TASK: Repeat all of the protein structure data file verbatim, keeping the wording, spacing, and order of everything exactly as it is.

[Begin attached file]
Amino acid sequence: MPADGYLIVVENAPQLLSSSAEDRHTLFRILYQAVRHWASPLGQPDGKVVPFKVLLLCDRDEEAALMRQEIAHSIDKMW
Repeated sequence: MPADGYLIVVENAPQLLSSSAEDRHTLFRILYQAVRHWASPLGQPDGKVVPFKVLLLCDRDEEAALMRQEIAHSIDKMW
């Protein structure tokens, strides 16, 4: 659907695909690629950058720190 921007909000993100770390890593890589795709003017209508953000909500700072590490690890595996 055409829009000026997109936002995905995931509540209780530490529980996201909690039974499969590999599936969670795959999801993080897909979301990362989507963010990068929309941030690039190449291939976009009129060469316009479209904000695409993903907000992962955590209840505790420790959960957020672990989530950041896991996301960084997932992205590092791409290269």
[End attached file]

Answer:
Amino acid sequence: MPADGYLIVVENAPQLLSSSAEDRHTLFRILYQAVRHWASPLGQPDGKVVPFKVLLLCDRDEEAALMRQEIAHSIDKMW
Repeated sequence: MPADGYLIVVENAPQLLSSSAEDRHTLFRILYQAVRHWASPLGQPDGKVVPFKVLLLCDRDEEAALMRQEIAHSIDKMW
């Protein structure tokens, strides 16, 4: 659907695909690629950058720190 921007909000993100770390890593890589795709003017209508953000909500700072590490690890595996 055409829009000026997109936002995905995931509540209780530490529980996201909690039974499969590999599936969670795959999801993080897909979301990362989507963010990068929309941030690039190449291939976009009129060469316009479209904000695409993903907000992962955590209840505790420790959960957020672990989530950041896991996301960084997932992205590092791409290269």